Kate Raworth, Doughnut Economics: Seven Ways to Think Like a 21st-Century Economist
“the returns to capital have tended to grow faster than the economy as a whole, leading wealth to become ever more concentrated. That dynamic is then reinforced through political influence—from corporate lobbying to campaign financing—that further promotes the interests of the already wealthy. In Piketty’s words, ‘Capitalism automatically generates arbitrary and unsustainable inequalities that radically undermine the meritocratic values on which democratic societies are based.”
Kate Raworth, Doughnut Economics: Seven Ways to Think Like a 21st-Century Economist
“This stark picture of humanity and our planetary home at the start of the twenty-first century is a powerful indictment of the path of global economic development that has been pursued to date. Billions of people still fall far short of their most basic needs, but we have already crossed into global ecological danger zones that profoundly risk undermining Earth’s benevolent stability”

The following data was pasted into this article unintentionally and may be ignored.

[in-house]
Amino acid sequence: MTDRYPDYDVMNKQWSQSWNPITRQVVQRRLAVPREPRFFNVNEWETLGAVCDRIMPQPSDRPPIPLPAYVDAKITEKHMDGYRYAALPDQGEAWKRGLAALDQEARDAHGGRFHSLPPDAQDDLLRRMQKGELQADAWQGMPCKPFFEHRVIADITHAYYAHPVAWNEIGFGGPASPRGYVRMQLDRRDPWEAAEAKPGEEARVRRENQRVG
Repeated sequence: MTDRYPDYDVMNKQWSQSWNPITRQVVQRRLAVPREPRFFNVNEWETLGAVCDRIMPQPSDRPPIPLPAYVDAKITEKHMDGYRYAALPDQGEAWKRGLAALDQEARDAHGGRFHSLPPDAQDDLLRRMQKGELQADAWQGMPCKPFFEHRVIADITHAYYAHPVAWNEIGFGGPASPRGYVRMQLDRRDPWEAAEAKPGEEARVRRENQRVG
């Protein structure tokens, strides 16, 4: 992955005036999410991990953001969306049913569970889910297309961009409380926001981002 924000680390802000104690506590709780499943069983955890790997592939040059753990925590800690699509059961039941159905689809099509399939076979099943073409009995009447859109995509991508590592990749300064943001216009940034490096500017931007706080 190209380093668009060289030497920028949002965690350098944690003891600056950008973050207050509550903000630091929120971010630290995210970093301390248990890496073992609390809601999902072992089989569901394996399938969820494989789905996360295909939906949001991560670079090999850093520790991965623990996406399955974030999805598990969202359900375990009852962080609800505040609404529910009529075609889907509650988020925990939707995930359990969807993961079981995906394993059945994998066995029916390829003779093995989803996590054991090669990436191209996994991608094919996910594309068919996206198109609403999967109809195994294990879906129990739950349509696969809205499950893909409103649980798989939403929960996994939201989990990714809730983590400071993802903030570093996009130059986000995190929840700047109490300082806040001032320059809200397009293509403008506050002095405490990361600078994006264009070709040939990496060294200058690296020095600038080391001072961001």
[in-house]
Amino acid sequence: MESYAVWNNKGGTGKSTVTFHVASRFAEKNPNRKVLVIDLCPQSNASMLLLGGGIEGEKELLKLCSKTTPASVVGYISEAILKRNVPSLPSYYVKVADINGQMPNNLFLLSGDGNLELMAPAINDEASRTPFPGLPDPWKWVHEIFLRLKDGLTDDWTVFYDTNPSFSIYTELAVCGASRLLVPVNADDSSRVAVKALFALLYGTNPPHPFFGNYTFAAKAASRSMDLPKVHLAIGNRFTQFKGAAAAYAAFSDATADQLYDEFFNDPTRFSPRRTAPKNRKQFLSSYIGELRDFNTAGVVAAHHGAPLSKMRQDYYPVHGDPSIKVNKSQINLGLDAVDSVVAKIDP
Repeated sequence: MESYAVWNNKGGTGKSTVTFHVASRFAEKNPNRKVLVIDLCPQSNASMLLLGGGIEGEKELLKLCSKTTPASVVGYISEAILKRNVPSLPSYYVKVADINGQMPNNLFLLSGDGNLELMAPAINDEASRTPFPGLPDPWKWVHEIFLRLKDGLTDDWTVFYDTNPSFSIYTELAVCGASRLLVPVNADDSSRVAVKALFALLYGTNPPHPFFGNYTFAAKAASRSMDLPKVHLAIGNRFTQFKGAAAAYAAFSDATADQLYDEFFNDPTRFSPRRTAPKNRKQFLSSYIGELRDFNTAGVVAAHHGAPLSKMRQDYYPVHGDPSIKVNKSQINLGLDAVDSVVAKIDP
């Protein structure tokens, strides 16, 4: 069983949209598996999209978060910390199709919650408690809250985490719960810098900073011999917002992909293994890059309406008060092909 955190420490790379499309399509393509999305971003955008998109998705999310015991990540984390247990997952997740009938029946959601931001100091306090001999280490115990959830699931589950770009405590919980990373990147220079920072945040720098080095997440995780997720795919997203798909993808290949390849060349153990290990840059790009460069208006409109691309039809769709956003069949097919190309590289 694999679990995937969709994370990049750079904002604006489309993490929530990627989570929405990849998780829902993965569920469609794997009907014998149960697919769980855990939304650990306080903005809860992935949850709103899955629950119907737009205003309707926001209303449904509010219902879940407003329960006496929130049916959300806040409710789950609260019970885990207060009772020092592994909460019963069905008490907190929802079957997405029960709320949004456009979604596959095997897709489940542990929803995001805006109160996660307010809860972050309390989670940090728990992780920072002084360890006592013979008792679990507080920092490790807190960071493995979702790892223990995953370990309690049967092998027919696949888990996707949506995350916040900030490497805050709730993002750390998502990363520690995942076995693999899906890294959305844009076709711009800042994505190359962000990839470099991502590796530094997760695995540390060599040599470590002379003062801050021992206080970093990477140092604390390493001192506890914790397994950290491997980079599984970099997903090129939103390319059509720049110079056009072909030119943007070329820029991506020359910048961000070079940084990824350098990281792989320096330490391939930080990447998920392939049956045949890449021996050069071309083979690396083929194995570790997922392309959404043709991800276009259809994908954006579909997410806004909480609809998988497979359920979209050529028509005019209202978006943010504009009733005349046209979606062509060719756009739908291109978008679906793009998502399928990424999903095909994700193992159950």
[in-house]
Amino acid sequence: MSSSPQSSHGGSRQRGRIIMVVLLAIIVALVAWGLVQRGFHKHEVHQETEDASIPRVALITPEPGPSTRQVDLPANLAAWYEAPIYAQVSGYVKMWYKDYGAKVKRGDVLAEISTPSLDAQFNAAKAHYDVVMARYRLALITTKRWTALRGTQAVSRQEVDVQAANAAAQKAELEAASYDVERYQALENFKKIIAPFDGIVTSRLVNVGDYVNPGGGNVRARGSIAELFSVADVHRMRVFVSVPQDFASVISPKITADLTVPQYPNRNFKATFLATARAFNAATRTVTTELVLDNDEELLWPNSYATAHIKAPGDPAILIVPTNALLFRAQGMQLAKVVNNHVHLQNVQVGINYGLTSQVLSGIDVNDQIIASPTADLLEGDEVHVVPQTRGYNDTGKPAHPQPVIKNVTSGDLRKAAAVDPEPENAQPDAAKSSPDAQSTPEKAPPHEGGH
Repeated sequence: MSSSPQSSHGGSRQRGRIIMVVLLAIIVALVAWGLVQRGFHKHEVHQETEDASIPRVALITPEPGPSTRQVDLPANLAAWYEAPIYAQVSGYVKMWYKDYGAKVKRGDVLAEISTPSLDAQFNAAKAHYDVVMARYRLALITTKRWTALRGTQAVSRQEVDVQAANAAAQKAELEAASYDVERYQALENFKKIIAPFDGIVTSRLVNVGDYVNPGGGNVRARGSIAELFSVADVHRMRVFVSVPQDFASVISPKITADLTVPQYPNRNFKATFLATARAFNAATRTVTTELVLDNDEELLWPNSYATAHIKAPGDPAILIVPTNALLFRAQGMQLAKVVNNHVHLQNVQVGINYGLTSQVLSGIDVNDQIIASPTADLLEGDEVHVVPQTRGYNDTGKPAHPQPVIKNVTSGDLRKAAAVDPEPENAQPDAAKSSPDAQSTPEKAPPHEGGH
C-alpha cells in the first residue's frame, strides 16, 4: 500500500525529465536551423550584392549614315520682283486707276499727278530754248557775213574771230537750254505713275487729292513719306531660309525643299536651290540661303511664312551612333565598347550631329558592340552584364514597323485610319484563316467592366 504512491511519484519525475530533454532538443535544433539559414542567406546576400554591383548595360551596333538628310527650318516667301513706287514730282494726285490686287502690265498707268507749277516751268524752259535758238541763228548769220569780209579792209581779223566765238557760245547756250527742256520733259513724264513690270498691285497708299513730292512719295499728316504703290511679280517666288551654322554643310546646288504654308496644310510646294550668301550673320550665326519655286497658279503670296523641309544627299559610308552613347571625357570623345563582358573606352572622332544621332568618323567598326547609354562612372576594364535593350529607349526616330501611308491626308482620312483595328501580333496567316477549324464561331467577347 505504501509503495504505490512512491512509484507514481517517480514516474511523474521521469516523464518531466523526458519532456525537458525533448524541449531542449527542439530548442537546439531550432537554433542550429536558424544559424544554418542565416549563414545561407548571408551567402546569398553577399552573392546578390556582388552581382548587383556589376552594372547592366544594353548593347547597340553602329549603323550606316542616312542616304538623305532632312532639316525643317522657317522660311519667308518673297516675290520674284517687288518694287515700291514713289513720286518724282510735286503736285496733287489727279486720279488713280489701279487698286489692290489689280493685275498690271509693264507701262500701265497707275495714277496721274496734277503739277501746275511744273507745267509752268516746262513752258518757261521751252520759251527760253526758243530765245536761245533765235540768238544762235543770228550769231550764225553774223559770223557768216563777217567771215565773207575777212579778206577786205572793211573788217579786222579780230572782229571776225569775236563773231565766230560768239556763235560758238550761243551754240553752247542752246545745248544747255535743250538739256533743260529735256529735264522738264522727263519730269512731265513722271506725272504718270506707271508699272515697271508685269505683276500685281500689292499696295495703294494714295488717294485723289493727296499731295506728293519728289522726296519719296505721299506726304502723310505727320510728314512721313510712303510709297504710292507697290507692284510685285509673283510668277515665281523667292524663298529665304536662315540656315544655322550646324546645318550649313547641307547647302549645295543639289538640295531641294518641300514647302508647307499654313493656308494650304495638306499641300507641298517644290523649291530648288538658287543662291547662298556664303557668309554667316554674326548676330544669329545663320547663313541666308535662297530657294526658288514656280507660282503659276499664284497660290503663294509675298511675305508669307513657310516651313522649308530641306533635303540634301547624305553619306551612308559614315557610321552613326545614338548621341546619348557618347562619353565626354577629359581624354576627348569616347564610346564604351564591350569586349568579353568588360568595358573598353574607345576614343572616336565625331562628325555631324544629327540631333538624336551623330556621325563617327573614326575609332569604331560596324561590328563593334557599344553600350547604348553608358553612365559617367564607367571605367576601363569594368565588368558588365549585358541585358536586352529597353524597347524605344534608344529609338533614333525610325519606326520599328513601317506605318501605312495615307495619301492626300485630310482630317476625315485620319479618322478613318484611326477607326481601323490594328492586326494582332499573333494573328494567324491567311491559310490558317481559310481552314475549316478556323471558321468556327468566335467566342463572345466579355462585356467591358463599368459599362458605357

Kate Raworth, Doughnut Economics: Seven Ways to Think Like a 21st-Century Economist
“EARTH, which is life giving—so respect its boundaries Far from floating against a white background, the economy exists within the biosphere—that delicate living zone of Earth’s land, waters and atmosphere. And it continually draws in energy and matter from Earth’s materials and living systems, while expelling waste heat and matter back out into it. Everything that is produced—from clay bricks to Lego blocks, websites to construction sites, liver pâté to patio furniture, single cream to double glazing—depends upon this throughflow of energy and matter, from biomass and fossil fuels to metal ores and minerals. None of this is news. But if the economy is so evidently embedded in the biosphere, how has economics so blatantly ignored”
Kate Raworth, Doughnut Economics: Seven Ways to Think Like a 21st-Century Economist
“difference”